January is the perfect time to add more small groups. Tell your members small groups are important because:
1. Small groups move us out of self-centered isolation. It's the classroom for learning how to get along in God's family. It's a lab for practicing unselfish, sympathetic love. You learn to care about others and share the experiences of others: "If one part suffers, all the parts suffer with it, and if one part is honored, all the parts rejoice with it" (1 Cor. 12:26). Only in regular contact with ordinary, imperfect believers can we learn real fellowship and experience the connection God intends for us to have (Eph. 4:16, Rom. 12:4–5, Col. 2:19, 1 Cor. 12:25).
REAL fellowship is being as committed to each other as we are to Jesus Christ: "By this we know the love of God: that He laid down His life for us, and we ought to lay down our lives for the brothers" (1 John 3:16). This is the kind of sacrificial love God expects you to show other believers—loving them in the same way Jesus loves you.
2. Small groups help us develop spiritual muscle. You'll never grow to maturity just by attending worship services and being a passive spectator. One of the main tools of spiritual growth is participation in a small group, where your spiritual muscles get a regular workout. "... from whom the whole body is joined together and connected by every joint and ligament, as every part effectively does its work and grows, building itself up in love" (Eph. 4:16.)
Isolation breeds self-deception. It's easy to fool ourselves into thinking we're mature if there is no one to challenge us. Real maturity shows up in relationships. We need more than the Bible in order to grow; we need other believers. When others share what God is teaching them, I learn and grow too!
3. Small groups confirm our identity as genuine believers. I can't claim to be following Christ if I'm not committed to any specific group of disciples. Jesus said, "By this all men will know that you are My disciples, if you have love for one another" (John 13:35). When we come together in love as a small group from different backgrounds, ethnicities and social status, it's a witness to the world (Gal. 3:28, John 17:21). You're not the body of Christ on your own. You need others to express that. Together, not separated, we are his body (1 Cor. 12:27).
4. Small groups are the best way to share our God-given mission in the world. When Jesus walked the earth, even he had a small group. Today the church is Christ's body on earth. We're not just to love each other; we're to take that love together to the rest of the world. We're his hands, his feet, his eyes, and his heart. He works through us in the world "For we are His workmanship, created in Christ Jesus for good works, which God prepared beforehand, so that we should walk in them" (Eph. 2:10).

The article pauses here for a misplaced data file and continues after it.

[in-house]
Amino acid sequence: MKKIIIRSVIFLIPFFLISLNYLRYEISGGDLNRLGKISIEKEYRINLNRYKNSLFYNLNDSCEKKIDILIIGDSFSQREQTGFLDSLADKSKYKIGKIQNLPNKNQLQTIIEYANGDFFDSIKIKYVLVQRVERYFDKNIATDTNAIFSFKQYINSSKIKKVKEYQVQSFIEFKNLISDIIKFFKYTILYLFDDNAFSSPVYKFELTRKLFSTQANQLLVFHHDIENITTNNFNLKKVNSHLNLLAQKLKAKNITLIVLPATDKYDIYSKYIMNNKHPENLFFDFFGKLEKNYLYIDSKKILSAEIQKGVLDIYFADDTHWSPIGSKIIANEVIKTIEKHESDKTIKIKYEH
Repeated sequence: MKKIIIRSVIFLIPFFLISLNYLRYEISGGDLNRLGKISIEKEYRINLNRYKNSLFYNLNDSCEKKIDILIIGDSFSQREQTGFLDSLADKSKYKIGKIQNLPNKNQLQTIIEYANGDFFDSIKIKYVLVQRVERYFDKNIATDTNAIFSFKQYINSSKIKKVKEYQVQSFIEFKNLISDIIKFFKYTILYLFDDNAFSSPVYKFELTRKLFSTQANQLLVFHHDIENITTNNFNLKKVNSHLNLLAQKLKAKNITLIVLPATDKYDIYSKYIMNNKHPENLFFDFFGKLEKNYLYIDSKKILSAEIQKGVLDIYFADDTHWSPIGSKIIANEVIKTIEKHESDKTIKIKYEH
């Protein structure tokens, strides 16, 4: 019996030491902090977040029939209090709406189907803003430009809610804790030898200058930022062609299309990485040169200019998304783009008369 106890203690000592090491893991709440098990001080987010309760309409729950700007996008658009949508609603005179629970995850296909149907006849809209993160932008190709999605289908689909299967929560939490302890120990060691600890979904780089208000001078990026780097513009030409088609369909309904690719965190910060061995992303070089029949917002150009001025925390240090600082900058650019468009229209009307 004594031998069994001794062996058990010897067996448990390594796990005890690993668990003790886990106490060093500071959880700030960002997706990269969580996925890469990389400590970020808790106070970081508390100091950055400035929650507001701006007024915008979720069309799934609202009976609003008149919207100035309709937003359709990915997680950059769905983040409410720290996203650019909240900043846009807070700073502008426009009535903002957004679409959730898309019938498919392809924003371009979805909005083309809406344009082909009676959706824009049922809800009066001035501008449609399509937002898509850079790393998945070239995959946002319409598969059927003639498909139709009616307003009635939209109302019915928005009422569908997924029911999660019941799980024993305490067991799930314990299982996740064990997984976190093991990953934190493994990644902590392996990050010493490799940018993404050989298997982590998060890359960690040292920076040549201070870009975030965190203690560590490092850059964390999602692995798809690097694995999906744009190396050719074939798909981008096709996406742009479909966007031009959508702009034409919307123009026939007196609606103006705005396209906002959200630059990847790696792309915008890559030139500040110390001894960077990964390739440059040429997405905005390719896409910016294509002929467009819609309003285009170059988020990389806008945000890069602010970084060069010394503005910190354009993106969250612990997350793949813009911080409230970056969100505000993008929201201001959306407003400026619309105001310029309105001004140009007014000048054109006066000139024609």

5. Small groups help keep us from spiritually backsliding. None of us are immune to temptation. Given the right situation, you and I are capable of any sin. God knows this, so he has assigned us as individuals the responsibility of keeping each other on track. The Bible says, "Exhort one another daily ... lest any of you be hardened through the deceitfulness of sin (Heb. 3:13).
"Mind your own business" is not a Christian idea when it comes to helping each other. We're commanded to be involved in each other's lives. If you know someone who is wavering spiritually right now, it's your responsibility to go after them and bring them back into the fellowship. "If you know people who have wandered off from God's truth, don't write them off. Go after them. Get them back" (James 5:19a MSG).
Related to this is the benefit that being connected to a small group provides the spiritual protection of godly leaders. God gives shepherd leaders such as me the responsibility to guard, protect, defend and care for the spiritual welfare of his flock (Acts 20:28–29; 1 Peter 5:1–4; Hebrews 13:7, 17.). "Obey your leaders and submit to them, for they watch over your souls as those who must give an account" (Heb. 13:17).
If you're detached from the body of believers, I'm not responsible for you. If you are unplugged from the life of the body and isolated from the fellowship of God's family, Satan knows you'll be defenseless and powerless against his tactics.
6. The body of Christ needs you. You have a background and experiences that other people can learn from and draw strength from. God has a unique role for you to play in his family. This is called your "ministry," and God has gifted you for this assignment. "But the manifestation of the Spirit is given to everyone for the common good" (1 Cor. 12:7). Your small group is the place God designed for you to discover, develop and use your spiritual gifts and talents.
Rick Warren is the founding pastor of Saddleback Church. His book, The Purpose Driven Church, was named one of the 100 Christian books that changed the 20th century. He is also founder of pastors.com, a global internet community for pastors.
For the original article, visit pastors.com.
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